Mrs May has said she has "absolute faith" in Britain's Trident nuclear deterrent, following reports a missile went off course in a test launch.

The reports have led to claims of a "cover-up", as MPs were not told about the June 2016 test when they voted on the £40 billion renewal of the Trident system the following month.

Mrs May confirmed she was informed about the test before addressing MPs ahead of the vote, which came just days after she entered office.

Defence Secretary Sir Michael Fallon was summoned to the Commons to update MPs on the incident, but repeatedly refused to discuss details of the launch.

He restated the Government's confidence in the "capability and effectiveness" of the Trident system and cautioned MPs against believing every element of the Sunday Times report.

But as he was speaking, CNN reported an unnamed US defence official with direct knowledge of the incident had confirmed the unarmed Trident II D5 missile veered off course after being launched from a Royal Navy submarine off the coast of Florida.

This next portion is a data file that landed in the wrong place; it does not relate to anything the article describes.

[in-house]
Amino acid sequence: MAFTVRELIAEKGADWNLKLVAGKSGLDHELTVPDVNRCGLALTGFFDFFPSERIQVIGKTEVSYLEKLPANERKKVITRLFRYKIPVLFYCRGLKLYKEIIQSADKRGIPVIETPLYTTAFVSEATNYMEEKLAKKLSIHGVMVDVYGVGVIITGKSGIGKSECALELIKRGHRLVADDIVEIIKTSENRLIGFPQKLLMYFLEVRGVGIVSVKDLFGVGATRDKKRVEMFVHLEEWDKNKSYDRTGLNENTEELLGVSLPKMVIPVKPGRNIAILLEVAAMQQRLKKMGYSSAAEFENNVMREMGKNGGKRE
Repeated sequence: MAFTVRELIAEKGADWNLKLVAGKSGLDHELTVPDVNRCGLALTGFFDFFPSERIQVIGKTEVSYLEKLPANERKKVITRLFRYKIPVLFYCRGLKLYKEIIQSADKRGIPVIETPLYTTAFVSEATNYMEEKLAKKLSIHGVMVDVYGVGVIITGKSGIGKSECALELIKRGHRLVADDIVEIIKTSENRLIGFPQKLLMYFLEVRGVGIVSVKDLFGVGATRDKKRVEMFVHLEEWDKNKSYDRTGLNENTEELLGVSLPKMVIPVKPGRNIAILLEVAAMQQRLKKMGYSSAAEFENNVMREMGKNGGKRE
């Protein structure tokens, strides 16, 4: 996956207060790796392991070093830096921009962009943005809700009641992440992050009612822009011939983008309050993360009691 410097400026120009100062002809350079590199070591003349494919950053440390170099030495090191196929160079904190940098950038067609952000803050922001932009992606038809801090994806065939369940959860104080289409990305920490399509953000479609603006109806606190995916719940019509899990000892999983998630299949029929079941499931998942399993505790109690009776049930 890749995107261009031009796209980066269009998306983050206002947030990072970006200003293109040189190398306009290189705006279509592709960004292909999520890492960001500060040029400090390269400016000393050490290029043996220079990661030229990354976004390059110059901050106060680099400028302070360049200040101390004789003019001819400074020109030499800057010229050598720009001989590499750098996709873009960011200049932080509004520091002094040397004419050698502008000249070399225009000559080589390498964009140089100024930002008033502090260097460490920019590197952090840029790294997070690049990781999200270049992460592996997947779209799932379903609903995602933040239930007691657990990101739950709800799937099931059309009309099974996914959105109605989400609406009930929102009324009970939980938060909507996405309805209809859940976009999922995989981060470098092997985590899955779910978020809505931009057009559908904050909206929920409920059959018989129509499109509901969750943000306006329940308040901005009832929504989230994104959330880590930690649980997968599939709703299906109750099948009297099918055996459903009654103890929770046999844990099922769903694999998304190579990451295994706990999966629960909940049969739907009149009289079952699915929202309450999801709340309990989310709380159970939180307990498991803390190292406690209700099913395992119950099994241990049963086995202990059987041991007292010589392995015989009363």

The US official was reported to have said the altered trajectory was part of an automatic self-destruct sequence triggered when missile electronics detect an anomaly.

Speaking after a Cabinet awayday in Cheshire, Mrs May said: "I'm regularly briefed on national security issues, I was briefed on successful certification of HMS Vengeance and her crew.

"We don't comment on operational details for national security reasons."

She added: "The key issue about the debate we had in the House of Commons on the future of Trident, is whether we should renew Trident for the future.